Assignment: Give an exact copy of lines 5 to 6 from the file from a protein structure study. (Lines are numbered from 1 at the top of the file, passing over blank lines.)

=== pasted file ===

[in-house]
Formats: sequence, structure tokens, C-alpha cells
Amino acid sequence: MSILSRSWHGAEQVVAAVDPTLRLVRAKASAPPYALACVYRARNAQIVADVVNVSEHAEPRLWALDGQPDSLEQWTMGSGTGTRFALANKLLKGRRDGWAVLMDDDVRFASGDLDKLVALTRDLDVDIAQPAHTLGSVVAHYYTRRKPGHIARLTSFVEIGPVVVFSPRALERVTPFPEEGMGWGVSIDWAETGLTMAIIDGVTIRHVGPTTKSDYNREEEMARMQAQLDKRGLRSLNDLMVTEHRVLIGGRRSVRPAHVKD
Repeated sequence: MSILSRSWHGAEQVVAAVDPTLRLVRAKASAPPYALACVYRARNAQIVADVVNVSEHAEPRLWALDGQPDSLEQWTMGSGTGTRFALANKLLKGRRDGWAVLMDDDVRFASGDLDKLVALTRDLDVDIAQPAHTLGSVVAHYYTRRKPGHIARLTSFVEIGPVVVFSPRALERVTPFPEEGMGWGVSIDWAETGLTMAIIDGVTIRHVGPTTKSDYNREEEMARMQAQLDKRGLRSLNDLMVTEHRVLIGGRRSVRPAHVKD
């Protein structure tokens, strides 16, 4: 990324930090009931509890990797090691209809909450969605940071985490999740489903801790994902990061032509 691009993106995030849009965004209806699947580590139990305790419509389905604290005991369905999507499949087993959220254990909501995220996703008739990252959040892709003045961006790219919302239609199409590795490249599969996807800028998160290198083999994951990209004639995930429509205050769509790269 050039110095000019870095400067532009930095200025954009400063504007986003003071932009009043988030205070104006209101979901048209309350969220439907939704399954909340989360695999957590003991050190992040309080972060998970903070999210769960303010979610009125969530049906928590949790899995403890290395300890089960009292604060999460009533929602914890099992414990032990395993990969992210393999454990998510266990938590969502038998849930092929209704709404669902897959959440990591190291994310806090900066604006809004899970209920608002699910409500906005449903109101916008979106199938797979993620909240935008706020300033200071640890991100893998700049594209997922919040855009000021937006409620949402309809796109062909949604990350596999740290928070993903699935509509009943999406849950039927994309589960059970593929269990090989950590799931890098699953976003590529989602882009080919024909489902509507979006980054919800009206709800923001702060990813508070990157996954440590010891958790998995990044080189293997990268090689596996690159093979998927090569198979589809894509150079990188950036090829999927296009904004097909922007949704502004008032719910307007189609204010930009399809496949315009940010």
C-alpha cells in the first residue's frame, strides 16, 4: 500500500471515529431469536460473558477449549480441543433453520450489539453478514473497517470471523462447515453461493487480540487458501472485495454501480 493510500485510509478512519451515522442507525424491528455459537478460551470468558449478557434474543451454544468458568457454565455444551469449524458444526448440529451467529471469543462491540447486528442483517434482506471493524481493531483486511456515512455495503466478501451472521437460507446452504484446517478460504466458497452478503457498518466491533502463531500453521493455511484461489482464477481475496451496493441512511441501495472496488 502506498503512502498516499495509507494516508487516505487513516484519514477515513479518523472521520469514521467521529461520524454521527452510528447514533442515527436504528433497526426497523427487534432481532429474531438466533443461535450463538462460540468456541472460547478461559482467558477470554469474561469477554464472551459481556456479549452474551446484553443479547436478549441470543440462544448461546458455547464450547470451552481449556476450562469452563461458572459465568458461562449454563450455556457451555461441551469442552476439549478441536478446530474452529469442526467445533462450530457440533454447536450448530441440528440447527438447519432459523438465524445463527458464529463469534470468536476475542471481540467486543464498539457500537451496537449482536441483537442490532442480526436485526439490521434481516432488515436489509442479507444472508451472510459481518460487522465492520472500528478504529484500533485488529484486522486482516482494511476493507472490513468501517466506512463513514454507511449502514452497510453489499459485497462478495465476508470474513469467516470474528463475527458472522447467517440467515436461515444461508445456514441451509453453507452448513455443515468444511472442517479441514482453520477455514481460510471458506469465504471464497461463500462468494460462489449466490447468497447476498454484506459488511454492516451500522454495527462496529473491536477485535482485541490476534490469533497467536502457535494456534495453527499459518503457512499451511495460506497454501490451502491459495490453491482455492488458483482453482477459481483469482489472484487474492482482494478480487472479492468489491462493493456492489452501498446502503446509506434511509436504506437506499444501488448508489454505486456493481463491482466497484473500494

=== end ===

């Protein structure tokens, strides 16, 4: 990324930090009931509890990797090691209809909450969605940071985490999740489903801790994902990061032509 691009993106995030849009965004209806699947580590139990305790419509389905604290005991369905999507499949087993959220254990909501995220996703008739990252959040892709003045961006790219919302239609199409590795490249599969996807800028998160290198083999994951990209004639995930429509205050769509790269 050039110095000019870095400067532009930095200025954009400063504007986003003071932009009043988030205070104006209101979901048209309350969220439907939704399954909340989360695999957590003991050190992040309080972060998970903070999210769960303010979610009125969530049906928590949790899995403890290395300890089960009292604060999460009533929602914890099992414990032990395993990969992210393999454990998510266990938590969502038998849930092929209704709404669902897959959440990591190291994310806090900066604006809004899970209920608002699910409500906005449903109101916008979106199938797979993620909240935008706020300033200071640890991100893998700049594209997922919040855009000021937006409620949402309809796109062909949604990350596999740290928070993903699935509509009943999406849950039927994309589960059970593929269990090989950590799931890098699953976003590529989602882009080919024909489902509507979006980054919800009206709800923001702060990813508070990157996954440590010891958790998995990044080189293997990268090689596996690159093979998927090569198979589809894509150079990188950036090829999927296009904004097909922007949704502004008032719910307007189609204010930009399809496949315009940010």
C-alpha cells in the first residue's frame, strides 16, 4: 500500500471515529431469536460473558477449549480441543433453520450489539453478514473497517470471523462447515453461493487480540487458501472485495454501480 493510500485510509478512519451515522442507525424491528455459537478460551470468558449478557434474543451454544468458568457454565455444551469449524458444526448440529451467529471469543462491540447486528442483517434482506471493524481493531483486511456515512455495503466478501451472521437460507446452504484446517478460504466458497452478503457498518466491533502463531500453521493455511484461489482464477481475496451496493441512511441501495472496488 502506498503512502498516499495509507494516508487516505487513516484519514477515513479518523472521520469514521467521529461520524454521527452510528447514533442515527436504528433497526426497523427487534432481532429474531438466533443461535450463538462460540468456541472460547478461559482467558477470554469474561469477554464472551459481556456479549452474551446484553443479547436478549441470543440462544448461546458455547464450547470451552481449556476450562469452563461458572459465568458461562449454563450455556457451555461441551469442552476439549478441536478446530474452529469442526467445533462450530457440533454447536450448530441440528440447527438447519432459523438465524445463527458464529463469534470468536476475542471481540467486543464498539457500537451496537449482536441483537442490532442480526436485526439490521434481516432488515436489509442479507444472508451472510459481518460487522465492520472500528478504529484500533485488529484486522486482516482494511476493507472490513468501517466506512463513514454507511449502514452497510453489499459485497462478495465476508470474513469467516470474528463475527458472522447467517440467515436461515444461508445456514441451509453453507452448513455443515468444511472442517479441514482453520477455514481460510471458506469465504471464497461463500462468494460462489449466490447468497447476498454484506459488511454492516451500522454495527462496529473491536477485535482485541490476534490469533497467536502457535494456534495453527499459518503457512499451511495460506497454501490451502491459495490453491482455492488458483482453482477459481483469482489472484487474492482482494478480487472479492468489491462493493456492489452501498446502503446509506434511509436504506437506499444501488448508489454505486456493481463491482466497484473500494